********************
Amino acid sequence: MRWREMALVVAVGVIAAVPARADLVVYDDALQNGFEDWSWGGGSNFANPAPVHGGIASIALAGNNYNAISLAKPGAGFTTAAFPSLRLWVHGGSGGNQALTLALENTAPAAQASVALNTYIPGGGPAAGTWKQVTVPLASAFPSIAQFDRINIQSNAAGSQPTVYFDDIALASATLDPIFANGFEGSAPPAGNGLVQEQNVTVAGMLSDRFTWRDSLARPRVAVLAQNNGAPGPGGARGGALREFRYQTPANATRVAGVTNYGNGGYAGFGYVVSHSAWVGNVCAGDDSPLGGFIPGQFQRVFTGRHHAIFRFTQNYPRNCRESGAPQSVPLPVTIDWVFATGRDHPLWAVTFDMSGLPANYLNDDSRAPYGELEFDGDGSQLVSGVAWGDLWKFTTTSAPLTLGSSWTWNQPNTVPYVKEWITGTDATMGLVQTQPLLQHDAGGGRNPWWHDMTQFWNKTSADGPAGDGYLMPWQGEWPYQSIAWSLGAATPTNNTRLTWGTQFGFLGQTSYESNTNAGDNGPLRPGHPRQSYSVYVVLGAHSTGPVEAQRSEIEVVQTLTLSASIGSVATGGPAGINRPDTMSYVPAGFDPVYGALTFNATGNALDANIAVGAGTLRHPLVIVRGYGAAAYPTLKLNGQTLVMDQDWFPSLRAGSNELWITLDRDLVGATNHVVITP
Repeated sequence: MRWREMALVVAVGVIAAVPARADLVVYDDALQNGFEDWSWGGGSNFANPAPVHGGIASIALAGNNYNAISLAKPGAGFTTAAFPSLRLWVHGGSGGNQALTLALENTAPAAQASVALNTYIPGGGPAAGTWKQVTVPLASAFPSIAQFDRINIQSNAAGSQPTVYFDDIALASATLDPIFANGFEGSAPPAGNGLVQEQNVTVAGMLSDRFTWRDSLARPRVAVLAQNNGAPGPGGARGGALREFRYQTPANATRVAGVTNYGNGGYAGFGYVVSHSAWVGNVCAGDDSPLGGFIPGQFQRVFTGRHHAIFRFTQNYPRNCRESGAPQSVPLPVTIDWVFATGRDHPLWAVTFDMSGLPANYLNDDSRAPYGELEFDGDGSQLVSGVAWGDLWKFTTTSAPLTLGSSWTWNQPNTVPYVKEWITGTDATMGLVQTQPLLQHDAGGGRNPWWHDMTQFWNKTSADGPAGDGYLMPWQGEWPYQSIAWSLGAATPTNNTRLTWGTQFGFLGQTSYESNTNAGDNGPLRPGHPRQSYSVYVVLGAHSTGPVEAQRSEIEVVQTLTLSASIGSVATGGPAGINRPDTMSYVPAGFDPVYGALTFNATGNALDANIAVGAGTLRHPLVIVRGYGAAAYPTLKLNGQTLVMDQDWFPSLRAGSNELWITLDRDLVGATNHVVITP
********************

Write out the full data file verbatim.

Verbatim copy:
Amino acid sequence: MRWREMALVVAVGVIAAVPARADLVVYDDALQNGFEDWSWGGGSNFANPAPVHGGIASIALAGNNYNAISLAKPGAGFTTAAFPSLRLWVHGGSGGNQALTLALENTAPAAQASVALNTYIPGGGPAAGTWKQVTVPLASAFPSIAQFDRINIQSNAAGSQPTVYFDDIALASATLDPIFANGFEGSAPPAGNGLVQEQNVTVAGMLSDRFTWRDSLARPRVAVLAQNNGAPGPGGARGGALREFRYQTPANATRVAGVTNYGNGGYAGFGYVVSHSAWVGNVCAGDDSPLGGFIPGQFQRVFTGRHHAIFRFTQNYPRNCRESGAPQSVPLPVTIDWVFATGRDHPLWAVTFDMSGLPANYLNDDSRAPYGELEFDGDGSQLVSGVAWGDLWKFTTTSAPLTLGSSWTWNQPNTVPYVKEWITGTDATMGLVQTQPLLQHDAGGGRNPWWHDMTQFWNKTSADGPAGDGYLMPWQGEWPYQSIAWSLGAATPTNNTRLTWGTQFGFLGQTSYESNTNAGDNGPLRPGHPRQSYSVYVVLGAHSTGPVEAQRSEIEVVQTLTLSASIGSVATGGPAGINRPDTMSYVPAGFDPVYGALTFNATGNALDANIAVGAGTLRHPLVIVRGYGAAAYPTLKLNGQTLVMDQDWFPSLRAGSNELWITLDRDLVGATNHVVITP
Repeated sequence: MRWREMALVVAVGVIAAVPARADLVVYDDALQNGFEDWSWGGGSNFANPAPVHGGIASIALAGNNYNAISLAKPGAGFTTAAFPSLRLWVHGGSGGNQALTLALENTAPAAQASVALNTYIPGGGPAAGTWKQVTVPLASAFPSIAQFDRINIQSNAAGSQPTVYFDDIALASATLDPIFANGFEGSAPPAGNGLVQEQNVTVAGMLSDRFTWRDSLARPRVAVLAQNNGAPGPGGARGGALREFRYQTPANATRVAGVTNYGNGGYAGFGYVVSHSAWVGNVCAGDDSPLGGFIPGQFQRVFTGRHHAIFRFTQNYPRNCRESGAPQSVPLPVTIDWVFATGRDHPLWAVTFDMSGLPANYLNDDSRAPYGELEFDGDGSQLVSGVAWGDLWKFTTTSAPLTLGSSWTWNQPNTVPYVKEWITGTDATMGLVQTQPLLQHDAGGGRNPWWHDMTQFWNKTSADGPAGDGYLMPWQGEWPYQSIAWSLGAATPTNNTRLTWGTQFGFLGQTSYESNTNAGDNGPLRPGHPRQSYSVYVVLGAHSTGPVEAQRSEIEVVQTLTLSASIGSVATGGPAGINRPDTMSYVPAGFDPVYGALTFNATGNALDANIAVGAGTLRHPLVIVRGYGAAAYPTLKLNGQTLVMDQDWFPSLRAGSNELWITLDRDLVGATNHVVITP